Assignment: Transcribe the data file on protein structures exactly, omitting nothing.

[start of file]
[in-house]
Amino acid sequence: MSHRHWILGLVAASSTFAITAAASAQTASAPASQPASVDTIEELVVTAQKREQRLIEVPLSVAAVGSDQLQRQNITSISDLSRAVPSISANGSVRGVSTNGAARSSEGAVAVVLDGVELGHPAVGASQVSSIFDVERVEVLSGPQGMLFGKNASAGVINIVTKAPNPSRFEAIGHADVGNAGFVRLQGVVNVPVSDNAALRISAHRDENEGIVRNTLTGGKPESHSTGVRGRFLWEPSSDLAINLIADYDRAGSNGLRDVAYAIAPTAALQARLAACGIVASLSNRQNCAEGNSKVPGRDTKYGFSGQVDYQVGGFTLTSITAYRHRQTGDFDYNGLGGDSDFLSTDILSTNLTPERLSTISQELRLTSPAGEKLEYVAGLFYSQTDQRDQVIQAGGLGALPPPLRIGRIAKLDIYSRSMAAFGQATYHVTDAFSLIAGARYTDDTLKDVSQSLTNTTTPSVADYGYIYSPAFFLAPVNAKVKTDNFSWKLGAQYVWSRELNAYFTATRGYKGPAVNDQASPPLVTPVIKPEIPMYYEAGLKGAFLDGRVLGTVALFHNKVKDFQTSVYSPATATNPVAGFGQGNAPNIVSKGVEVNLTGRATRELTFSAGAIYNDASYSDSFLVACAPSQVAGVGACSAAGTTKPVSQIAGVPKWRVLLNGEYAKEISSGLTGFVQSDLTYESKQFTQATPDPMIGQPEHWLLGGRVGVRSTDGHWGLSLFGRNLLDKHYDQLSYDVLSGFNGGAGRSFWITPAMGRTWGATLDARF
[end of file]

[in-house]
Amino acid sequence: MSHRHWILGLVAASSTFAITAAASAQTASAPASQPASVDTIEELVVTAQKREQRLIEVPLSVAAVGSDQLQRQNITSISDLSRAVPSISANGSVRGVSTNGAARSSEGAVAVVLDGVELGHPAVGASQVSSIFDVERVEVLSGPQGMLFGKNASAGVINIVTKAPNPSRFEAIGHADVGNAGFVRLQGVVNVPVSDNAALRISAHRDENEGIVRNTLTGGKPESHSTGVRGRFLWEPSSDLAINLIADYDRAGSNGLRDVAYAIAPTAALQARLAACGIVASLSNRQNCAEGNSKVPGRDTKYGFSGQVDYQVGGFTLTSITAYRHRQTGDFDYNGLGGDSDFLSTDILSTNLTPERLSTISQELRLTSPAGEKLEYVAGLFYSQTDQRDQVIQAGGLGALPPPLRIGRIAKLDIYSRSMAAFGQATYHVTDAFSLIAGARYTDDTLKDVSQSLTNTTTPSVADYGYIYSPAFFLAPVNAKVKTDNFSWKLGAQYVWSRELNAYFTATRGYKGPAVNDQASPPLVTPVIKPEIPMYYEAGLKGAFLDGRVLGTVALFHNKVKDFQTSVYSPATATNPVAGFGQGNAPNIVSKGVEVNLTGRATRELTFSAGAIYNDASYSDSFLVACAPSQVAGVGACSAAGTTKPVSQIAGVPKWRVLLNGEYAKEISSGLTGFVQSDLTYESKQFTQATPDPMIGQPEHWLLGGRVGVRSTDGHWGLSLFGRNLLDKHYDQLSYDVLSGFNGGAGRSFWITPAMGRTWGATLDARF